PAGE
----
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REHAU Answers Lingering Questions about Future Homes Standards Updates

Five months after the introduction of the Future Homes Standards Regulation updates, a prominent polymer supplier has been engaging with architects and found that questions about the modified rules remain.


Following significant changes to building regulations, updates have been made to Approved Part L and Approved Part F of the Future Homes Standards, covering energy efficiency and ventilation in new and existing properties respectively. According to REHAU, the considerable time gap between the updates and their implementation risks the spread of outdated information, which could raise risks of potentially non-compliant projects in the sector.

The polymer provider’s conversations with architects highlighted potential confusion surrounding the circumstances in which trickle vents are required. Specifically, questions arose concerning kitchens with hood vents over the hob and ovens, and when mechanical ventilation is used upstairs alongside chimneys on lower floors.

Addressing the two different conditions, Steve Tonkiss, Head of Sales at REHAU South, said: “In both of these cases trickle ventilation is still required. Chimneys aren’t a method of controlled ventilation; however, air bricks could possibly be fitted instead as long as meet the required Building Regulation requirements and evidence can be provided to show this.

“No matter the method chosen, ventilation of any gas or combustion appliance must be done in line with Approved Document J’s guidance on the safe installation and usage of heating appliances. In the same way, kitchen hoods don’t replace the use of trickle vents either as they aren’t continuous methods of ventilation as they are intermittent extraction.”

Conformity to ventilation guidelines was also found to provoke uncertainty among architectural stakeholders. For example, questions arose around whether acoustic trickle vents need to meet the same Equivalent area (EQA) standard as regular trickle vents, and whether glazing vents can be used as an alternative method of aeration.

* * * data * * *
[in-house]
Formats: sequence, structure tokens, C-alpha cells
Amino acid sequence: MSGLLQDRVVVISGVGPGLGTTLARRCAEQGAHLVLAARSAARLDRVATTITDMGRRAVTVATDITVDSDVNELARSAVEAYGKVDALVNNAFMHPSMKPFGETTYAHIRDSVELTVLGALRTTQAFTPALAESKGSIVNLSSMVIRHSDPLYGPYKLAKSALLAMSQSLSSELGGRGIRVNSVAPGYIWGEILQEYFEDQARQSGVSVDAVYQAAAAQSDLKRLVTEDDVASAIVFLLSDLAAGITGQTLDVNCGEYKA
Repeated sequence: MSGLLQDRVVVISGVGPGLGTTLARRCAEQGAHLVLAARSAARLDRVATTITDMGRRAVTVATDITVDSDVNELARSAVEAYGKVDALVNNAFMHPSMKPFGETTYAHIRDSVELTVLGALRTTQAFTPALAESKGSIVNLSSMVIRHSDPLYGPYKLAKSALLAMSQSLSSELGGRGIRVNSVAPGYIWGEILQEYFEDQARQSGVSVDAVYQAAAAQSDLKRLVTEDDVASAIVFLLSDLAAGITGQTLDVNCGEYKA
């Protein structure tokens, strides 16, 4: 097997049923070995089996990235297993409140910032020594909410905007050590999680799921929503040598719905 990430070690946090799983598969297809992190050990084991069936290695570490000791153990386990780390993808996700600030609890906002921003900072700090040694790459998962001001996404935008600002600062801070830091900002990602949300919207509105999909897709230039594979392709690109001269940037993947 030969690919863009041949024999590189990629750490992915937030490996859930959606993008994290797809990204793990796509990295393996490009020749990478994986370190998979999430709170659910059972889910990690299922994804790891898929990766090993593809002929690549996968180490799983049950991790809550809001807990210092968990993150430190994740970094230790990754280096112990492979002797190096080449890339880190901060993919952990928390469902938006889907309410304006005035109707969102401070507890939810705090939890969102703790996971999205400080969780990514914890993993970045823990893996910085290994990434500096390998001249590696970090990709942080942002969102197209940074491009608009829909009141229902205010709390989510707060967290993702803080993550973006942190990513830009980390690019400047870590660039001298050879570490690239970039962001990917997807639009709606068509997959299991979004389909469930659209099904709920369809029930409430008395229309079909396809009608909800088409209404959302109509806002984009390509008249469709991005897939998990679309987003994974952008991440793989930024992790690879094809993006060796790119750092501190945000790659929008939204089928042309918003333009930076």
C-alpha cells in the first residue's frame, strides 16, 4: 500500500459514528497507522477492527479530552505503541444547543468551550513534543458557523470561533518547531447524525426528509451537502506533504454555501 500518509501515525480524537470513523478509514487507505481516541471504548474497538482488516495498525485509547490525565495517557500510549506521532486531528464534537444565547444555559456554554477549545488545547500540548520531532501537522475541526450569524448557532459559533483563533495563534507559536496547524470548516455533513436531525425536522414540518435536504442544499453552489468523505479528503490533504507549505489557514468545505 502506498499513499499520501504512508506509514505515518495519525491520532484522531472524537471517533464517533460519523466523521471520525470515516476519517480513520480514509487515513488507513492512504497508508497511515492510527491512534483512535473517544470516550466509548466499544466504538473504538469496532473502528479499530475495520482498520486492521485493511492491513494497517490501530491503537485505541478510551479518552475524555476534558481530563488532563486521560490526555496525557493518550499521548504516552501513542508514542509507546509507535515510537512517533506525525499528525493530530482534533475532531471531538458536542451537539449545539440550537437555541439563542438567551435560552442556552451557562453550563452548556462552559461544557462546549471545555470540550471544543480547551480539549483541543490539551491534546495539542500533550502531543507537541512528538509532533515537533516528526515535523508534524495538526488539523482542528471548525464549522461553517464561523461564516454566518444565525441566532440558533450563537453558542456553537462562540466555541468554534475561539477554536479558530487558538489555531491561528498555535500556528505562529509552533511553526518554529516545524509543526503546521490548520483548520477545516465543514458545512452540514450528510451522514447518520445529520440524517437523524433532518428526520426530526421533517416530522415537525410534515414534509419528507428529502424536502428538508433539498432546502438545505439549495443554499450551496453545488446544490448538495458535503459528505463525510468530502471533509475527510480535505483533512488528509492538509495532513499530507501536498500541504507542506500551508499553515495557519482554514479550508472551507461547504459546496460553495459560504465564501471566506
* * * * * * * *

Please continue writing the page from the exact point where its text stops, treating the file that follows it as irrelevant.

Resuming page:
Considering Part F and Part L of FHS, Steve said: “All sound attenuation ventilators must comply with the minimum equivalent area (EQA) of background ventilators for natural ventilation guidelines as outlined in table 1.7 of Part F regulations. They must also be marked according to the relevant type of ventilation system detailed in section 1.16. In light of this, when it comes to using glazing vents as an alternative, provided they perform to the requirements of table 1.7, they are a viable solution.”

Situations can arise in which building standards are obstructed, for instance, REHAU personnel had often received questions about windows with profiles too narrow for two minimum sized trickle vents. Specifically, architectural specifiers wanted to know if the vent could be placed in the sash and the head of the outer frame. In a similar vein, other stakeholders asked if a homeowner refused to have trickle vents can a disclaimer be signed to cover the installer with building compliance bodies FENSA or Certass.

Steve said: “In circumstances where the window does not present enough space for side-by-side trickle vents, as close to the minimum as feasibly possible or alternative placements can be used if weather performance is unaffected. If doing so does influence the windows performance, the homeowner or installer could approach building control to seek their advice and approval. In the situation of non-compliance by a homeowner there is unfortunately no facility for customers or installers to issue disclaimers to omit the use of trickle vents.”

With this uncertainty in mind, REHAU’s commercial technical team have developed four fact sheets to assist designers and specifiers across commercial building projects.

For more information on and support understanding the Future Standard, click here.

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